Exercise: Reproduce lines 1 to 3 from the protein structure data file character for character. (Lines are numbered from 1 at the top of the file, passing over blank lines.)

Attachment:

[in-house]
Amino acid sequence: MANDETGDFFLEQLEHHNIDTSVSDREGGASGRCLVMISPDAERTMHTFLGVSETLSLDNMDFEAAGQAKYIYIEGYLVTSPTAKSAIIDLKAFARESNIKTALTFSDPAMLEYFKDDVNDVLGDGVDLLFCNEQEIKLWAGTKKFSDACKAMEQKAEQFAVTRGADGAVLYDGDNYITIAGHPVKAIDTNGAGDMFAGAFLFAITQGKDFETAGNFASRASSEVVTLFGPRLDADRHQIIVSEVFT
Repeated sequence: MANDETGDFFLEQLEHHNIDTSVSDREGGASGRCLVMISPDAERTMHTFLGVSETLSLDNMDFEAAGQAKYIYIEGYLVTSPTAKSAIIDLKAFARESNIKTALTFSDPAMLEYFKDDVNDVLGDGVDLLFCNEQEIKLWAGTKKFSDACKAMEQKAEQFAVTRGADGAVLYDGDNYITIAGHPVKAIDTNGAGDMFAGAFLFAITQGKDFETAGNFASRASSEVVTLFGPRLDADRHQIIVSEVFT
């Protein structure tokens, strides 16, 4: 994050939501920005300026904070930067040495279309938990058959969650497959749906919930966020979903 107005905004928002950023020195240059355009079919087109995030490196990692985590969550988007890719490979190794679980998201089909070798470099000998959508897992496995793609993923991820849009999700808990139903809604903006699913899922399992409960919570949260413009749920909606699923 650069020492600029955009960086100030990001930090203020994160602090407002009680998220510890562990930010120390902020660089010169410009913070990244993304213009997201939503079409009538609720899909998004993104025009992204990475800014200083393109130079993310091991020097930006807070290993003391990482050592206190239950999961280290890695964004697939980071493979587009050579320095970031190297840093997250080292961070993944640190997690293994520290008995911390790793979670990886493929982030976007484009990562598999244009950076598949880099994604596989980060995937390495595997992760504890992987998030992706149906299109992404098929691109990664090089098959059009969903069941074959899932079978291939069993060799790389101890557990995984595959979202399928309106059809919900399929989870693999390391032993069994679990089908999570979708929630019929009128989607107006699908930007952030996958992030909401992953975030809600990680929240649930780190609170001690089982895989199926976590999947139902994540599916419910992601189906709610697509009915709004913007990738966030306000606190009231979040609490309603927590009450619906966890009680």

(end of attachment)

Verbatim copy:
[in-house]
Amino acid sequence: MANDETGDFFLEQLEHHNIDTSVSDREGGASGRCLVMISPDAERTMHTFLGVSETLSLDNMDFEAAGQAKYIYIEGYLVTSPTAKSAIIDLKAFARESNIKTALTFSDPAMLEYFKDDVNDVLGDGVDLLFCNEQEIKLWAGTKKFSDACKAMEQKAEQFAVTRGADGAVLYDGDNYITIAGHPVKAIDTNGAGDMFAGAFLFAITQGKDFETAGNFASRASSEVVTLFGPRLDADRHQIIVSEVFT
Repeated sequence: MANDETGDFFLEQLEHHNIDTSVSDREGGASGRCLVMISPDAERTMHTFLGVSETLSLDNMDFEAAGQAKYIYIEGYLVTSPTAKSAIIDLKAFARESNIKTALTFSDPAMLEYFKDDVNDVLGDGVDLLFCNEQEIKLWAGTKKFSDACKAMEQKAEQFAVTRGADGAVLYDGDNYITIAGHPVKAIDTNGAGDMFAGAFLFAITQGKDFETAGNFASRASSEVVTLFGPRLDADRHQIIVSEVFT